Sleep (nidra) is one of the main pillars of good health in Ayurveda and is as important as diet in sustaining a quality healthspan.
Ayurveda cautions that poor sleep patterns can be debilitating as it triggers age-associated pathological conditions that can hasten the aging process.
Research studies indicate that insufficient sleep can disrupt circadian rhythms that result in negative health outcomes, including obesity, cardiovascular disease, and cognitive impairment.
Poor sleep quality not only disrupts the circadian rhythms but also triggers metabolic diseases including diabetes, obesity, and cardiovascular disease. 1
Ayurveda advises to sleep in the left lateral position and Sushruta advises walking 100 steps after dinner before sleeping.
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Sleep hygiene is defined as a set of behavioral and environmental recommendations intended to promote healthy sleep and was originally developed for use in the treatment of mild to moderate insomnia.
During the sleep hygiene education, patients learn about healthy sleep habits and are encouraged to follow a set of recommendations to improve their sleep (e.g., avoid caffeine, exercise regularly, eliminate noise from the sleeping environment, maintain a regular sleep schedule).5
Although research has demonstrated links between individual sleep hygiene components and subsequent sleep, evidence for the efficacy of sleep hygiene education as a treatment for insomnia has been limited and inconclusive.
Research Studies On The Benefits Of Following Night Regimen (Ratricharya)
We all know about the importance of maintaining consistent bedtimes for children.
Children with optimal bedtime routines have been found to perform better in tests of executive function, working memory, inhibition, attention, and cognitive flexibility.
- Institution of a consistent nightly bedtime routine improves sleep in infants and toddlers with mild to moderate sleep problems.
- Such a routine appears to be highly efficacious; it can be easily adopted by practicing pediatricians and other pediatric providers as a routine recommendation for both prevention and treatment of sleep problems in young children.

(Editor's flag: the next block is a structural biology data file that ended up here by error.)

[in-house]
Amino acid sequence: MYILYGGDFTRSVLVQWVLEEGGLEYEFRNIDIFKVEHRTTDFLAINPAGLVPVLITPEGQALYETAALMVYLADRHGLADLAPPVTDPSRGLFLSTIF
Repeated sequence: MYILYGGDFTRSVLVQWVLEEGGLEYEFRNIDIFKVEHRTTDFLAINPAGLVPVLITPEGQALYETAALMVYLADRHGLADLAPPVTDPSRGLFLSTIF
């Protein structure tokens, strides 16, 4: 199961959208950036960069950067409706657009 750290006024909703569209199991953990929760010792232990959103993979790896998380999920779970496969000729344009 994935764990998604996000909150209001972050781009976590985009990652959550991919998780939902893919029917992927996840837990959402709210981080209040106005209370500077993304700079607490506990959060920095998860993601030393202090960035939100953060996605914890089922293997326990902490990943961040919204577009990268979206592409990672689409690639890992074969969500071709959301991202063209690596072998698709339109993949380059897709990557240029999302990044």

- Primary care practitioners play an instrumental role in helping families institute positive sleep practices and improving sleep in infants and toddlers.3
- Among the common problems related to aging is sleep quality; over half of older adults suffer from symptoms of insomnia.
- Age-related changes in circadian sleep/wake regulation constitute a major underlying factor. Constant and organized lifestyle may moderate the effects of circadian rhythm changes on sleep.
- Preliminary findings have linked daily regularity to sleep quality among healthy adults and in patients with Parkinson disease.4
Ayurvedic concepts of daily routines have had major implications for health research and helped establish a growing field of science called chronobiology.
Scientists are only now beginning to understand the importance of routines, biological clocks and circadian rhythms and their role in aging, well-being, and morbidity.
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Researchers studying chronobiology have noticed that increased longevity and improved health can be achieved by time-bound routines.
Furthermore, disturbances in the circadian rhythm can trigger fatigue, disorientation, insomnia and increased susceptibility to cancer.2
Summarizing, a peaceful evening devoid of any contraindicated activities, a wholesome and nourishing dinner followed by a walk, brushing and cleansing the body and herbs like triphala, ashwagandhaand others along with a good night’s sleep ensures your ratricharya is complete.
Consult a qualified Ayurvedic practitioner before trying any of the guidelines, routines, and herbs mentioned in this article.
- Rao R. V. (2018). Ayurveda and the science of aging. Journal of Ayurveda and integrative medicine, 9(3), 225–232. doi:10.1016/j.jaim.2017.10.002
- Froy O. Circadian rhythms, aging, and life span in mammals. Physiology. 2011;26:225–235.
- Mindell, J. A., Telofski, L. S., Wiegand, B., & Kurtz, E. S. (2009). A nightly bedtime routine: impact on sleep in young children and maternal mood. Sleep, 32(5), 599–606. doi:10.1093/sleep/32.5.599
- Zisberg, A., Gur-Yaish, N., & Shochat, T. (2010). Contribution of routine to sleep quality in community elderly. Sleep, 33(4), 509–514. doi:10.1093/sleep/33.4.509
- Zarcone VP. Sleep hygiene. In: Kryger MH, Roth T, Dement WC, editors. Principles and Practice of Sleep Medicine. 3rd ed. WB Saunders; Philadelphia, PA: 2000. pp. 657–61.